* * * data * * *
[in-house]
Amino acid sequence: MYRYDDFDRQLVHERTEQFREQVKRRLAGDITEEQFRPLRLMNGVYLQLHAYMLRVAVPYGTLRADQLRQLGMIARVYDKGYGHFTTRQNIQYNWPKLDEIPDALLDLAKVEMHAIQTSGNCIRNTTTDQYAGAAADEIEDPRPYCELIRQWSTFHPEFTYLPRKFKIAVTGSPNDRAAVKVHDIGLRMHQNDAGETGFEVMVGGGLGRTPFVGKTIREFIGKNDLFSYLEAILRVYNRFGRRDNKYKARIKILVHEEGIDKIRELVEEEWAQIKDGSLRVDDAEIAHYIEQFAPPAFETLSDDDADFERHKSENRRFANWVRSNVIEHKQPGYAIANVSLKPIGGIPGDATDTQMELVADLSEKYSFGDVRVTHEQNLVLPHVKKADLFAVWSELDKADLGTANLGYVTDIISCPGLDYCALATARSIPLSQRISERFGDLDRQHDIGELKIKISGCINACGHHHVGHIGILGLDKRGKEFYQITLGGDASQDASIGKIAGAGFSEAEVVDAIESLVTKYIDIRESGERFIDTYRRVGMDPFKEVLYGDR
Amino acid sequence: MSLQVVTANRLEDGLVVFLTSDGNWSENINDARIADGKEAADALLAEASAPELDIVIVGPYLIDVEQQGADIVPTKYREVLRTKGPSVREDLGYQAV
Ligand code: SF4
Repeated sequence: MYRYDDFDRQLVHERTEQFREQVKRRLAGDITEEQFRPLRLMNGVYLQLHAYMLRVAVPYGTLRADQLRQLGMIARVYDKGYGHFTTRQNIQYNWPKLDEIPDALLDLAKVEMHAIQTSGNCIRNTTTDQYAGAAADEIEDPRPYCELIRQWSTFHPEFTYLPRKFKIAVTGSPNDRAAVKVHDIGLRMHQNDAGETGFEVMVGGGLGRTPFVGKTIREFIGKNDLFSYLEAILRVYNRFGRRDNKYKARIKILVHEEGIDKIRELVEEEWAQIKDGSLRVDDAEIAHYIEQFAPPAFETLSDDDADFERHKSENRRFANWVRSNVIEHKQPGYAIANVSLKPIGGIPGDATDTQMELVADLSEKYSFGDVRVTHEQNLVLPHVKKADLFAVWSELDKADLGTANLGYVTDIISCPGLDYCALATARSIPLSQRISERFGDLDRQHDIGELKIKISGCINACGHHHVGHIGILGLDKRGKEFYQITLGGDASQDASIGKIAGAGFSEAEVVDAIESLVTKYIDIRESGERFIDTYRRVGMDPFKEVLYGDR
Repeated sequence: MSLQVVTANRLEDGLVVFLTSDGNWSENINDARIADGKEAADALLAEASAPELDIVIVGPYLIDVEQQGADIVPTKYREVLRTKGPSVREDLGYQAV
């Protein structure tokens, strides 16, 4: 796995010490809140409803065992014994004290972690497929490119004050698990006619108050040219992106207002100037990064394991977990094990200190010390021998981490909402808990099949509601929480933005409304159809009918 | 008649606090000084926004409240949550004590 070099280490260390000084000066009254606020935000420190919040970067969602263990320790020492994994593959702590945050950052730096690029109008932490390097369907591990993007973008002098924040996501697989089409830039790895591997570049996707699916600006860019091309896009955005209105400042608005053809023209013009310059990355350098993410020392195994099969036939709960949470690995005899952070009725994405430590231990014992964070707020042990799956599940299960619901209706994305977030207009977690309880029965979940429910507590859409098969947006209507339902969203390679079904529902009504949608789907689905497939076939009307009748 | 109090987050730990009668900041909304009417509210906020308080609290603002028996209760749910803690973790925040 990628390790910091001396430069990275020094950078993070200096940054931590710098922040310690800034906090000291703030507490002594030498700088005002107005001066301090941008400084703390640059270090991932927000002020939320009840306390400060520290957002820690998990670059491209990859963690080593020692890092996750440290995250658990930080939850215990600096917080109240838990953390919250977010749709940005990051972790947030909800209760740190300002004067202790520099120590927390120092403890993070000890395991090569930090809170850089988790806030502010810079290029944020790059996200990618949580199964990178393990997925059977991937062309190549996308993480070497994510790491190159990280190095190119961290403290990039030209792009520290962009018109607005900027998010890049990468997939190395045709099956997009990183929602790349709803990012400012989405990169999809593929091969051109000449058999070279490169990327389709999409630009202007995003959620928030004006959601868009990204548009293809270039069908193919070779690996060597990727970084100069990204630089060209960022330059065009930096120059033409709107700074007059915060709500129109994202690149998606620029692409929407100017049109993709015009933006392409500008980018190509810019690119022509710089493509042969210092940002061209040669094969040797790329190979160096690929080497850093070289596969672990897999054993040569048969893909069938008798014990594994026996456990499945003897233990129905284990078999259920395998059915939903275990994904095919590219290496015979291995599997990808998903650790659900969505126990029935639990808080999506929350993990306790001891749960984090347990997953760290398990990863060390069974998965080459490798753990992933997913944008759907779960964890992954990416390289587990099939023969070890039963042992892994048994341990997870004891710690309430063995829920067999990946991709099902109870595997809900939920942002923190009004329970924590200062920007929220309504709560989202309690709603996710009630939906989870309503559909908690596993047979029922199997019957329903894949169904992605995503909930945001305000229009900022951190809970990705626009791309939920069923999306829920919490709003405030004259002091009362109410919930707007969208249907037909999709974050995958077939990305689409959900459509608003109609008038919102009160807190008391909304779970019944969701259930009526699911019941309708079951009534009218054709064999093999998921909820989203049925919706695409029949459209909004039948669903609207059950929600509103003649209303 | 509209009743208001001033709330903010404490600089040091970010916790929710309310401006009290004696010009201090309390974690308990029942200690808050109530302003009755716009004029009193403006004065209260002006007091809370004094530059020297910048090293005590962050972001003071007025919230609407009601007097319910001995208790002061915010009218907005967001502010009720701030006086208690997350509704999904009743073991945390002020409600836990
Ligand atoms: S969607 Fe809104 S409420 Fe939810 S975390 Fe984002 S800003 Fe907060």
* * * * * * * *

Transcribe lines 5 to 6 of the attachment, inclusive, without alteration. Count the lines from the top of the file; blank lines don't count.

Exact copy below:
Repeated sequence: MYRYDDFDRQLVHERTEQFREQVKRRLAGDITEEQFRPLRLMNGVYLQLHAYMLRVAVPYGTLRADQLRQLGMIARVYDKGYGHFTTRQNIQYNWPKLDEIPDALLDLAKVEMHAIQTSGNCIRNTTTDQYAGAAADEIEDPRPYCELIRQWSTFHPEFTYLPRKFKIAVTGSPNDRAAVKVHDIGLRMHQNDAGETGFEVMVGGGLGRTPFVGKTIREFIGKNDLFSYLEAILRVYNRFGRRDNKYKARIKILVHEEGIDKIRELVEEEWAQIKDGSLRVDDAEIAHYIEQFAPPAFETLSDDDADFERHKSENRRFANWVRSNVIEHKQPGYAIANVSLKPIGGIPGDATDTQMELVADLSEKYSFGDVRVTHEQNLVLPHVKKADLFAVWSELDKADLGTANLGYVTDIISCPGLDYCALATARSIPLSQRISERFGDLDRQHDIGELKIKISGCINACGHHHVGHIGILGLDKRGKEFYQITLGGDASQDASIGKIAGAGFSEAEVVDAIESLVTKYIDIRESGERFIDTYRRVGMDPFKEVLYGDR
Repeated sequence: MSLQVVTANRLEDGLVVFLTSDGNWSENINDARIADGKEAADALLAEASAPELDIVIVGPYLIDVEQQGADIVPTKYREVLRTKGPSVREDLGYQAV